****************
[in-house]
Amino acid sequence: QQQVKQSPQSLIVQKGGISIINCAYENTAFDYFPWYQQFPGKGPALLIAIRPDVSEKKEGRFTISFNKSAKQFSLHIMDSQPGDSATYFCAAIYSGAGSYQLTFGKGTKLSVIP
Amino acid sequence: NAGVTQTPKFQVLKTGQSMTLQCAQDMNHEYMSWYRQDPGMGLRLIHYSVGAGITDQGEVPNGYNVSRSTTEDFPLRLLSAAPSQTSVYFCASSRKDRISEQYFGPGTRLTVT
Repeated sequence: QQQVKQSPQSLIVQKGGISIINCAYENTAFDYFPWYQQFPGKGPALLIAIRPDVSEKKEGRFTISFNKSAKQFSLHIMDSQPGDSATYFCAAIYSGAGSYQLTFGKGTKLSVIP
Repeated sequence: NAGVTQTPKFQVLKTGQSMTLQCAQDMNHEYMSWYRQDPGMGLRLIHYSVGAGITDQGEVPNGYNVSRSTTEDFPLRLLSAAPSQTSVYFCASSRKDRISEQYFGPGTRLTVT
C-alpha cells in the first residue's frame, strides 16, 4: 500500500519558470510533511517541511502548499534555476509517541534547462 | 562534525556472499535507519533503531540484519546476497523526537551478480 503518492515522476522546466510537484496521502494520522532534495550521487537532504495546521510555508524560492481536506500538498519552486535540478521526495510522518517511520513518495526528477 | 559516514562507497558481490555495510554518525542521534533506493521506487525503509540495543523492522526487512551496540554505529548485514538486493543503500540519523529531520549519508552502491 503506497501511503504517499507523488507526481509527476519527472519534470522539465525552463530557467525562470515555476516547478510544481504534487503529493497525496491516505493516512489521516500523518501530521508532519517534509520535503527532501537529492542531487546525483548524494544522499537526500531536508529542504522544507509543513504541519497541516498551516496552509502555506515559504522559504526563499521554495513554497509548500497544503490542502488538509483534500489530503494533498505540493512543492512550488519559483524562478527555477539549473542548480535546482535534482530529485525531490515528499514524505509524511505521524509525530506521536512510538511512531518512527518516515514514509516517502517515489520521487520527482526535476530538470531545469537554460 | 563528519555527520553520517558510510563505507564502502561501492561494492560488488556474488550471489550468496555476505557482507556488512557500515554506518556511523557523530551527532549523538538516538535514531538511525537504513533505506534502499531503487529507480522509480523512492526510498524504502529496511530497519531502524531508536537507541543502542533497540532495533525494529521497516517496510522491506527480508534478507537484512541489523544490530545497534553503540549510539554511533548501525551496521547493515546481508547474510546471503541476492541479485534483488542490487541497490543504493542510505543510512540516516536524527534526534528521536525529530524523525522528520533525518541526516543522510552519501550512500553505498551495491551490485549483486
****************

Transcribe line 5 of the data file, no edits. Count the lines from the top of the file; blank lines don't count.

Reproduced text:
Repeated sequence: NAGVTQTPKFQVLKTGQSMTLQCAQDMNHEYMSWYRQDPGMGLRLIHYSVGAGITDQGEVPNGYNVSRSTTEDFPLRLLSAAPSQTSVYFCASSRKDRISEQYFGPGTRLTVT